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Parliament throws ‘chappies’ a lifeline

Phil Smith, Chaplain at Unity College in Caloundra. Photo by Osker Lau

FEDERAL Parliament has acted swiftly to secure funding for the nationwide school chaplaincy program, passing enabling legislation through the Senate on 27 June.

The move follows the High Court ruling on 20 June that the direct-funding model for school chaplaincy was not valid.

Rev Dr Wendi Sargeant, The Uniting Church Queensland Synod representative on the Religious Education Advisory Committee, describes the High Court decision as a "great victory".

"The full bench of the High Court decided that there is no impediment to the idea of chaplaincy in our schools; on this point they were unanimous."

The national chaplaincy program was set up in 2007 and later modified to allow schools to choose either a chaplain or a non-religious student welfare worker.

Schools were given until 9 December last year to decide whether to re-sign their chaplain, and the response indicated widespread support for local "chappies", with 98 per cent continuing in their role in 2012.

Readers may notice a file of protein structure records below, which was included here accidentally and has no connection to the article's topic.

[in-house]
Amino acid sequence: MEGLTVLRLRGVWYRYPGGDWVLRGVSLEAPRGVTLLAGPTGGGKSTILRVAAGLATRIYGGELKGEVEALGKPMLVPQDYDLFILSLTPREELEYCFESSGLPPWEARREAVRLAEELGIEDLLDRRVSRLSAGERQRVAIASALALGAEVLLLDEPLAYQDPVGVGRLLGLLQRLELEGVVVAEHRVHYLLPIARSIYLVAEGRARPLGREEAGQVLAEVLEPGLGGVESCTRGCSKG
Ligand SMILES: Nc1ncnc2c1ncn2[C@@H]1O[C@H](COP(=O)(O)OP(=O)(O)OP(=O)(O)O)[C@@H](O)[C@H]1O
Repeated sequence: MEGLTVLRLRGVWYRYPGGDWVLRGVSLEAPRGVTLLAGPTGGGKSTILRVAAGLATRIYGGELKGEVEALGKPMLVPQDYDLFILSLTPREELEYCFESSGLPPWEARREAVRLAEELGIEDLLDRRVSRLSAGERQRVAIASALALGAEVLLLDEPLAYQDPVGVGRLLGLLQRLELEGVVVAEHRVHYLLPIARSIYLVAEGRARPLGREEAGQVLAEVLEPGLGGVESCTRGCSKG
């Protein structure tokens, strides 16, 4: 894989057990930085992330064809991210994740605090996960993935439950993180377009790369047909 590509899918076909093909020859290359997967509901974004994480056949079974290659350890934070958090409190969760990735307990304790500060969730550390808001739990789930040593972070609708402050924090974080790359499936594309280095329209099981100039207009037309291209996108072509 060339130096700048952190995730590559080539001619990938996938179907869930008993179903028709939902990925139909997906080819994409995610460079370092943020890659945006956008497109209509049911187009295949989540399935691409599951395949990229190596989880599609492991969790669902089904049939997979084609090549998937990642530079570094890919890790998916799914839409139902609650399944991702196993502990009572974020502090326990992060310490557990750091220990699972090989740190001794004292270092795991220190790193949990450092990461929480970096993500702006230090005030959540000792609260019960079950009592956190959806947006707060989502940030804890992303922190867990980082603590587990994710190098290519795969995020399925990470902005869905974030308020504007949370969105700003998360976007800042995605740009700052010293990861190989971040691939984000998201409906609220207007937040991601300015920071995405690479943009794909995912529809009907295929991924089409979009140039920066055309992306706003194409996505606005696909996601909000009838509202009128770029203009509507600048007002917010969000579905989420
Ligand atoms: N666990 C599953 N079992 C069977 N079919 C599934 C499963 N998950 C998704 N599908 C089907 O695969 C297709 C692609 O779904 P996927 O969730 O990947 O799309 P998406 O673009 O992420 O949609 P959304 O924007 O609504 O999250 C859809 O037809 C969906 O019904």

More than 500 chaplains are employed in over 600 Queensland schools, with 80 per cent of high schools having a chaplain.

The Department of Education, Employment and Workplace Relations announced funding in May for nearly 250 new chaplaincy positions in Queensland, many in remote communities.

This follows an Australian Government commitment in September last year to fund up to 1000 new chaplaincy and student welfare worker positions nationally in 2012.

"Chaplains do a great job caring for vulnerable children and young people, providing a listening ear and walking alongside them in times of both crisis and joy," said Ms Sargeant.

Photo : Phil Smith, Chaplain at Unity College in Caloundra. Photo by Osker Lau